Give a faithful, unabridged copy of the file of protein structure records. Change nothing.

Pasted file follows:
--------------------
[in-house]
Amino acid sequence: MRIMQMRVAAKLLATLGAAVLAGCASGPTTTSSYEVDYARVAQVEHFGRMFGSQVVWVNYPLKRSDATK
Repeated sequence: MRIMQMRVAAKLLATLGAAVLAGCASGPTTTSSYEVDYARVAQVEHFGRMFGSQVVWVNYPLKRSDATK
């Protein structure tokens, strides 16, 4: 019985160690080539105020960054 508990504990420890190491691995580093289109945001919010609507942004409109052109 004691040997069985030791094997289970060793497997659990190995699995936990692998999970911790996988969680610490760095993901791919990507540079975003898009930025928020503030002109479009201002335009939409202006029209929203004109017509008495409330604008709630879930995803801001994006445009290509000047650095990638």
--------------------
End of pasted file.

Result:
[in-house]
Amino acid sequence: MRIMQMRVAAKLLATLGAAVLAGCASGPTTTSSYEVDYARVAQVEHFGRMFGSQVVWVNYPLKRSDATK
Repeated sequence: MRIMQMRVAAKLLATLGAAVLAGCASGPTTTSSYEVDYARVAQVEHFGRMFGSQVVWVNYPLKRSDATK
């Protein structure tokens, strides 16, 4: 019985160690080539105020960054 508990504990420890190491691995580093289109945001919010609507942004409109052109 004691040997069985030791094997289970060793497997659990190995699995936990692998999970911790996988969680610490760095993901791919990507540079975003898009930025928020503030002109479009201002335009939409202006029209929203004109017509008495409330604008709630879930995803801001994006445009290509000047650095990638």